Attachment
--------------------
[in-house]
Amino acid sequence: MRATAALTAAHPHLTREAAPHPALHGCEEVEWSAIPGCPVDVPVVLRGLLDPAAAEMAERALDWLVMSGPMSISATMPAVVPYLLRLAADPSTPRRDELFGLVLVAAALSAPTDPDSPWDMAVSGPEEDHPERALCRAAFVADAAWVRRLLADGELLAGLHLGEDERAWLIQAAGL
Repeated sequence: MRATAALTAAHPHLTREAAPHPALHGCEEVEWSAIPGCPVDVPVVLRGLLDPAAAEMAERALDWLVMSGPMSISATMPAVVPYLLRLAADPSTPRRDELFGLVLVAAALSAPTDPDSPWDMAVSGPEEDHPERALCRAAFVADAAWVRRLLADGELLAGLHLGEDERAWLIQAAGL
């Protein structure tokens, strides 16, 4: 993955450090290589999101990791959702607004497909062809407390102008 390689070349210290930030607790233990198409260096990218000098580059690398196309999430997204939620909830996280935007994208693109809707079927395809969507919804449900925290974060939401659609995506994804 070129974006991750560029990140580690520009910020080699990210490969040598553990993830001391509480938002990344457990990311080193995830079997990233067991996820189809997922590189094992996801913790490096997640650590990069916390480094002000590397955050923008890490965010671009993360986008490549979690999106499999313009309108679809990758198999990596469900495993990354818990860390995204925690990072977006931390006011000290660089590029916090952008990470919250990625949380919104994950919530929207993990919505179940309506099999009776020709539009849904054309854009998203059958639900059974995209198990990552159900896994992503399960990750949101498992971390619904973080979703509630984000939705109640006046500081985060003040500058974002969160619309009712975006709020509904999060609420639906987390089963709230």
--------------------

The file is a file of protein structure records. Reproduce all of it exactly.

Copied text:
[in-house]
Amino acid sequence: MRATAALTAAHPHLTREAAPHPALHGCEEVEWSAIPGCPVDVPVVLRGLLDPAAAEMAERALDWLVMSGPMSISATMPAVVPYLLRLAADPSTPRRDELFGLVLVAAALSAPTDPDSPWDMAVSGPEEDHPERALCRAAFVADAAWVRRLLADGELLAGLHLGEDERAWLIQAAGL
Repeated sequence: MRATAALTAAHPHLTREAAPHPALHGCEEVEWSAIPGCPVDVPVVLRGLLDPAAAEMAERALDWLVMSGPMSISATMPAVVPYLLRLAADPSTPRRDELFGLVLVAAALSAPTDPDSPWDMAVSGPEEDHPERALCRAAFVADAAWVRRLLADGELLAGLHLGEDERAWLIQAAGL
């Protein structure tokens, strides 16, 4: 993955450090290589999101990791959702607004497909062809407390102008 390689070349210290930030607790233990198409260096990218000098580059690398196309999430997204939620909830996280935007994208693109809707079927395809969507919804449900925290974060939401659609995506994804 070129974006991750560029990140580690520009910020080699990210490969040598553990993830001391509480938002990344457990990311080193995830079997990233067991996820189809997922590189094992996801913790490096997640650590990069916390480094002000590397955050923008890490965010671009993360986008490549979690999106499999313009309108679809990758198999990596469900495993990354818990860390995204925690990072977006931390006011000290660089590029916090952008990470919250990625949380919104994950919530929207993990919505179940309506099999009776020709539009849904054309854009998203059958639900059974995209198990990552159900896994992503399960990750949101498992971390619904973080979703509630984000939705109640006046500081985060003040500058974002969160619309009712975006709020509904999060609420639906987390089963709230």